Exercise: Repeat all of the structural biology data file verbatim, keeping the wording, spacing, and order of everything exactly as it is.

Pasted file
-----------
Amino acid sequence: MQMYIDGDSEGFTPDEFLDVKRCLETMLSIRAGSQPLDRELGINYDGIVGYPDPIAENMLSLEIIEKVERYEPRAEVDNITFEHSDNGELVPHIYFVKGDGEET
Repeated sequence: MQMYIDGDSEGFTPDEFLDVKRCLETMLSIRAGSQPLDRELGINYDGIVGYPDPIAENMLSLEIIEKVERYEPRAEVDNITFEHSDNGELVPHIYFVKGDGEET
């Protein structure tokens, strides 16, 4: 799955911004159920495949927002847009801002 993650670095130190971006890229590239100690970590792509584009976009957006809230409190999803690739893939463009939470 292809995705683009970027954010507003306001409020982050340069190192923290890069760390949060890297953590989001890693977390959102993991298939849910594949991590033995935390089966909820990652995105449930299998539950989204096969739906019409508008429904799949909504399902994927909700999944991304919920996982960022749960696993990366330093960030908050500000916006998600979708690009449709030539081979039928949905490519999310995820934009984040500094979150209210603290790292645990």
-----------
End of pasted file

Amino acid sequence: MQMYIDGDSEGFTPDEFLDVKRCLETMLSIRAGSQPLDRELGINYDGIVGYPDPIAENMLSLEIIEKVERYEPRAEVDNITFEHSDNGELVPHIYFVKGDGEET
Repeated sequence: MQMYIDGDSEGFTPDEFLDVKRCLETMLSIRAGSQPLDRELGINYDGIVGYPDPIAENMLSLEIIEKVERYEPRAEVDNITFEHSDNGELVPHIYFVKGDGEET
């Protein structure tokens, strides 16, 4: 799955911004159920495949927002847009801002 993650670095130190971006890229590239100690970590792509584009976009957006809230409190999803690739893939463009939470 292809995705683009970027954010507003306001409020982050340069190192923290890069760390949060890297953590989001890693977390959102993991298939849910594949991590033995935390089966909820990652995105449930299998539950989204096969739906019409508008429904799949909504399902994927909700999944991304919920996982960022749960696993990366330093960030908050500000916006998600979708690009449709030539081979039928949905490519999310995820934009984040500094979150209210603290790292645990």